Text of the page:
Coding the Cosmos: How We Develop Interactive Planetarium Shows

June 14, 2023

With summer well underway, we’re excited to share new exhibits and activities with our valued visitors and members. On Saturday, June 24, we’ll premiere a new Planetarium show, Traditions of the Summer Sky, alongside Planetarium Pilots, an all-new, self-guided experience. Have you ever wondered what it takes to develop the educational content and the dazzling visuals of a Planetarium show? Like all of our exhibits and learning experiences, it takes hard work and the collaboration of experts across The Lawrence to create engaging experiences that keep our members and visitors returning for more space exploration.

In 1973, The Lawrence began its pioneering journey into Planetarium program development with the first participatory Planetarium shows. Since those first programs, our interactive, inquiry-based approach has distinguished our Planetarium shows from what one might find in other museums and science centers. Visitors are encouraged to follow their curiosity, ask questions, and observe what they see on the dome. Our Planetarium shows are built with this approach as the starting point.

The next step in developing a new Planetarium show is choosing what topics to cover. The universe is a big place, so there’s no shortage of stars, planets, nebulae, and other potential fodder. As Planetarium Director Dr. Bryan Mendez revealed, the topics for Planetarium shows are sometimes determined by the areas of expertise and curiosity of Planetarium team members.

“Some of it is based on my own interests that I bring to the job,” said Dr. Mendez. “For example, I have been doing work in cultural astronomy for years, and I brought that background with me. My philosophy is that people are most engaged when they learn about science concepts in a context relevant to their daily experience. This background informed our work on the upcoming Traditions of the Summer Sky show.”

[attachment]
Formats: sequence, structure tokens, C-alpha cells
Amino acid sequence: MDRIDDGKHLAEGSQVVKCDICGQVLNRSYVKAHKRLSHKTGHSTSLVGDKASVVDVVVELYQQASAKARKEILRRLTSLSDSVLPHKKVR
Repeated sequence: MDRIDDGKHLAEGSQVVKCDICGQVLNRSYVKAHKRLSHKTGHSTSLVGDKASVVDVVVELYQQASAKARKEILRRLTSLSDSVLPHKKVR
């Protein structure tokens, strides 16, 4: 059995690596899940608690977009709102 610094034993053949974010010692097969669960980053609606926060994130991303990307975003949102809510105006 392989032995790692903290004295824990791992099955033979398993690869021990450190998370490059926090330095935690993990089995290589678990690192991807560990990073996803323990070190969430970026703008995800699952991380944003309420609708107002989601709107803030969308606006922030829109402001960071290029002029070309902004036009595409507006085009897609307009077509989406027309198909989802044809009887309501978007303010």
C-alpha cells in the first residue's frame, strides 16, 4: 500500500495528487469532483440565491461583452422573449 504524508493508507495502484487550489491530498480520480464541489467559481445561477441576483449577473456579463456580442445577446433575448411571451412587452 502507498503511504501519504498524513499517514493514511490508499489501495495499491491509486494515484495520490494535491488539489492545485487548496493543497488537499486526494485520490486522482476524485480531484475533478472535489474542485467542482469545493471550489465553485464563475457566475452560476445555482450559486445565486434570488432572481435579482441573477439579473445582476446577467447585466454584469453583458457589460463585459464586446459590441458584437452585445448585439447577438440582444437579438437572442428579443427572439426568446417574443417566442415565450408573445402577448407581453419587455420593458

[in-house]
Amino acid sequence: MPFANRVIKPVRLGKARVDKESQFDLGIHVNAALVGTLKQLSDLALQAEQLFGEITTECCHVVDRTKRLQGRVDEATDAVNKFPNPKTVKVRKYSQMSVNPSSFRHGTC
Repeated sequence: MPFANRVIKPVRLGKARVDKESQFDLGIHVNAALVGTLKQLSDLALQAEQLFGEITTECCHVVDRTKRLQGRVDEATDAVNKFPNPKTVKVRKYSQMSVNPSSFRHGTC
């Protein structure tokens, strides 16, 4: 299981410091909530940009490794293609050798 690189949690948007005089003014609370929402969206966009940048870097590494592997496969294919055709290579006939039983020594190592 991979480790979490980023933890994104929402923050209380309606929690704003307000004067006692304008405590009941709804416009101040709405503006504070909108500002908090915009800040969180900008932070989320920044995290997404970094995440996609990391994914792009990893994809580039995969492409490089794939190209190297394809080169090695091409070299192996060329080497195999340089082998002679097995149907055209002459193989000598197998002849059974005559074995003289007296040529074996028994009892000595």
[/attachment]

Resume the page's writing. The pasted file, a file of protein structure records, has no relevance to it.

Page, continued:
In addition to traditional space programming, the Planetarium team has begun to see the dome as a tool for teaching about other fields of science. To explore these topics, the Planetarium team enlists the help of other experts at the science center and the university more broadly. For example, Dr. Mendez and his team are working with curriculum developers of The Lawrence’s ocean literacy program MARE to develop a future show exploring ocean science. The Lawrence has also worked with UC Berkeley scientists and experts at The Lawrence on a program exploring the groundbreaking gene-editing tool CRISPr, and its potential application as a treatment for sickle cell disease.

Once the educational content has been chosen and scripted, the show’s visuals can be developed. Our Planetarium uses multiple software programs to record and display those sweeping views of Jupiter or the zooming flyby of the Sun. While under the hood, the details can get pretty complex, but you don’t need to be an expert coder to program a Planetarium show.

“Coding the buttons that presenters press is pretty intuitive, and controlling the dome  is actually somewhat similar to a video game,” said Ellen Torres Thompson, Planetarium Lead Educator. “All of the software uses real data sets from NASA to display objects in space. Using my favorite development program, I can control the camera, zoom around the Universe, and record what’s shown on my computer screen for display on the Planetarium dome.”

The final crucial step to developing an engaging and interactive Planetarium show is training the Planetarium presenters. Like many of the museum floor staff, most of our Planetarium presenters are UC Berkeley students. The Lawrence also relies heavily on adult and teen volunteers to facilitate public programs throughout the museum. While many Planetarium presenters are astronomy students, all are welcome to lead space explorations in the dome, even English majors. New students shadow current presenters to learn the ropes, extensively practice presenting shows, “driving” the Planetarium from behind the control center, and fielding visitors’ questions.

“Answering audience questions is my favorite part of presenting Planetarium shows,” said Ellen. “Kids always have such great questions, and their ‘oohs’ and ‘aahs’ as the dome flies through space are always entertaining.”

Beyond our traditional interactive shows, Dr. Mendez and his team are imagining new ways for people to interact with a Planetarium. Planetarium Pilots is a self-directed drop-in experience that allows visitors to control the Planetarium and choose where to travel and what to learn.

“For years, it has been a dream to be able to make use of the Planetarium between interactive shows,” said Dr. Mendez. “In Planetarium Pilots, visitors can control the view on the dome, flying to different places in the universe and learning about what they see there. We’re really excited to share this experience with our visitors.”

The culmination of all this hard work is new engaging experiences for our audience. Traditions of the Summer Sky is a reimagining of our classic Imagine the Sky Tonight show that explores constellations and other points of interest in the summer sky through a multicultural lens. Learn about Jewish, Mayan, Chinese, and other cultural traditions around celestial objects and share your own knowledge and experience. Planetarium Pilots and Traditions of the Summer Sky open on Saturday, June 24.

Recent News Stories